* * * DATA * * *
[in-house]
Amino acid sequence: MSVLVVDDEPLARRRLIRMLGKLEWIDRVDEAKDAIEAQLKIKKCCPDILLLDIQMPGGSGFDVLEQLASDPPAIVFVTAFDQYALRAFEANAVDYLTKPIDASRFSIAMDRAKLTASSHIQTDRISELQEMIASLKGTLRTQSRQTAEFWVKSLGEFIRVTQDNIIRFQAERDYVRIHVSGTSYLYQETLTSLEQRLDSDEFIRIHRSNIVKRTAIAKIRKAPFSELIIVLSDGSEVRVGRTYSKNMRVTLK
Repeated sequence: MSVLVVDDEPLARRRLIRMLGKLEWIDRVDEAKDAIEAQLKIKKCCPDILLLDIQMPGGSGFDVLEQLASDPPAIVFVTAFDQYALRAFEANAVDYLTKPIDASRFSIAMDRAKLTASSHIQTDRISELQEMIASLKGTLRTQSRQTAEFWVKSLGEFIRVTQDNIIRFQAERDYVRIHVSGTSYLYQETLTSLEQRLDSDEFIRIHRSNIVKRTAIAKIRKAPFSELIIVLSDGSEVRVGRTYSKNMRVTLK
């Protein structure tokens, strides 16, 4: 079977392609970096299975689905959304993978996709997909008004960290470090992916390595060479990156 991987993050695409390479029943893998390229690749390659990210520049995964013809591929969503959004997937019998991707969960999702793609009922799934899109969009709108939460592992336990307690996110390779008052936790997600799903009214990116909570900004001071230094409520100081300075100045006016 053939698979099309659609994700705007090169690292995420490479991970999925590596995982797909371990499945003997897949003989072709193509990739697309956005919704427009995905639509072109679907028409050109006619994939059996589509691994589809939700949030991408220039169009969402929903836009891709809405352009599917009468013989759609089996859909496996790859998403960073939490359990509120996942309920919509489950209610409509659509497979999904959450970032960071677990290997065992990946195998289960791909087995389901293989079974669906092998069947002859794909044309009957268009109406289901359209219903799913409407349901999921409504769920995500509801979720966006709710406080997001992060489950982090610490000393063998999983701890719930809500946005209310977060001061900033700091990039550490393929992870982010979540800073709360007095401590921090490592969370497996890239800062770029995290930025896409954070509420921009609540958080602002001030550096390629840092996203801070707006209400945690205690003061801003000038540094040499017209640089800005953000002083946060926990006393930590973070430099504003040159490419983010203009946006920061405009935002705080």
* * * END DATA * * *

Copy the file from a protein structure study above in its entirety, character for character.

[in-house]
Amino acid sequence: MSVLVVDDEPLARRRLIRMLGKLEWIDRVDEAKDAIEAQLKIKKCCPDILLLDIQMPGGSGFDVLEQLASDPPAIVFVTAFDQYALRAFEANAVDYLTKPIDASRFSIAMDRAKLTASSHIQTDRISELQEMIASLKGTLRTQSRQTAEFWVKSLGEFIRVTQDNIIRFQAERDYVRIHVSGTSYLYQETLTSLEQRLDSDEFIRIHRSNIVKRTAIAKIRKAPFSELIIVLSDGSEVRVGRTYSKNMRVTLK
Repeated sequence: MSVLVVDDEPLARRRLIRMLGKLEWIDRVDEAKDAIEAQLKIKKCCPDILLLDIQMPGGSGFDVLEQLASDPPAIVFVTAFDQYALRAFEANAVDYLTKPIDASRFSIAMDRAKLTASSHIQTDRISELQEMIASLKGTLRTQSRQTAEFWVKSLGEFIRVTQDNIIRFQAERDYVRIHVSGTSYLYQETLTSLEQRLDSDEFIRIHRSNIVKRTAIAKIRKAPFSELIIVLSDGSEVRVGRTYSKNMRVTLK
């Protein structure tokens, strides 16, 4: 079977392609970096299975689905959304993978996709997909008004960290470090992916390595060479990156 991987993050695409390479029943893998390229690749390659990210520049995964013809591929969503959004997937019998991707969960999702793609009922799934899109969009709108939460592992336990307690996110390779008052936790997600799903009214990116909570900004001071230094409520100081300075100045006016 053939698979099309659609994700705007090169690292995420490479991970999925590596995982797909371990499945003997897949003989072709193509990739697309956005919704427009995905639509072109679907028409050109006619994939059996589509691994589809939700949030991408220039169009969402929903836009891709809405352009599917009468013989759609089996859909496996790859998403960073939490359990509120996942309920919509489950209610409509659509497979999904959450970032960071677990290997065992990946195998289960791909087995389901293989079974669906092998069947002859794909044309009957268009109406289901359209219903799913409407349901999921409504769920995500509801979720966006709710406080997001992060489950982090610490000393063998999983701890719930809500946005209310977060001061900033700091990039550490393929992870982010979540800073709360007095401590921090490592969370497996890239800062770029995290930025896409954070509420921009609540958080602002001030550096390629840092996203801070707006209400945690205690003061801003000038540094040499017209640089800005953000002083946060926990006393930590973070430099504003040159490419983010203009946006920061405009935002705080």